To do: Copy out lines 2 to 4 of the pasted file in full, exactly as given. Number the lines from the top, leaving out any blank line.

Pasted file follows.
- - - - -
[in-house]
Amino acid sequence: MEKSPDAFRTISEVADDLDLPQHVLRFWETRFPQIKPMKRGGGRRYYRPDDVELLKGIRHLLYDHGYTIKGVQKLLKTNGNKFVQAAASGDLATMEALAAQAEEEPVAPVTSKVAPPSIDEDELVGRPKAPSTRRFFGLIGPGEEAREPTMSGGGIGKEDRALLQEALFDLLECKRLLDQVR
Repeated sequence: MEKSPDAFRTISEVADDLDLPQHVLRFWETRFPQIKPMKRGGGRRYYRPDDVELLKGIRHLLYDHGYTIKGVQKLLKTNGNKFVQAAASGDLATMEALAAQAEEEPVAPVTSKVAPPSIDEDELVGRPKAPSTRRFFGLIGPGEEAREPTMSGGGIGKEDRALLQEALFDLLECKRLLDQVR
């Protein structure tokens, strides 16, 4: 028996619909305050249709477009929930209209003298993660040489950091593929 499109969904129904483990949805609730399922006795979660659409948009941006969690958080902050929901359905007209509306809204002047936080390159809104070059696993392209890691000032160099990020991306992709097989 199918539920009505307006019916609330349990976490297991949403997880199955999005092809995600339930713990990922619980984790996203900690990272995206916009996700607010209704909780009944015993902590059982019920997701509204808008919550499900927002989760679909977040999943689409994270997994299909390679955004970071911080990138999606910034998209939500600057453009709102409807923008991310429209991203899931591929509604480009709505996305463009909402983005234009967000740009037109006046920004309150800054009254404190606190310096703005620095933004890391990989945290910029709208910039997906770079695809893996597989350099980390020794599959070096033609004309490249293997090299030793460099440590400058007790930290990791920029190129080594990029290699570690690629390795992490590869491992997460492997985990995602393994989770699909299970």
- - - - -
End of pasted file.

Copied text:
Amino acid sequence: MEKSPDAFRTISEVADDLDLPQHVLRFWETRFPQIKPMKRGGGRRYYRPDDVELLKGIRHLLYDHGYTIKGVQKLLKTNGNKFVQAAASGDLATMEALAAQAEEEPVAPVTSKVAPPSIDEDELVGRPKAPSTRRFFGLIGPGEEAREPTMSGGGIGKEDRALLQEALFDLLECKRLLDQVR
Repeated sequence: MEKSPDAFRTISEVADDLDLPQHVLRFWETRFPQIKPMKRGGGRRYYRPDDVELLKGIRHLLYDHGYTIKGVQKLLKTNGNKFVQAAASGDLATMEALAAQAEEEPVAPVTSKVAPPSIDEDELVGRPKAPSTRRFFGLIGPGEEAREPTMSGGGIGKEDRALLQEALFDLLECKRLLDQVR
């Protein structure tokens, strides 16, 4: 028996619909305050249709477009929930209209003298993660040489950091593929 499109969904129904483990949805609730399922006795979660659409948009941006969690958080902050929901359905007209509306809204002047936080390159809104070059696993392209890691000032160099990020991306992709097989 199918539920009505307006019916609330349990976490297991949403997880199955999005092809995600339930713990990922619980984790996203900690990272995206916009996700607010209704909780009944015993902590059982019920997701509204808008919550499900927002989760679909977040999943689409994270997994299909390679955004970071911080990138999606910034998209939500600057453009709102409807923008991310429209991203899931591929509604480009709505996305463009909402983005234009967000740009037109006046920004309150800054009254404190606190310096703005620095933004890391990989945290910029709208910039997906770079695809893996597989350099980390020794599959070096033609004309490249293997090299030793460099440590400058007790930290990791920029190129080594990029290699570690690629390795992490590869491992997460492997985990995602393994989770699909299970």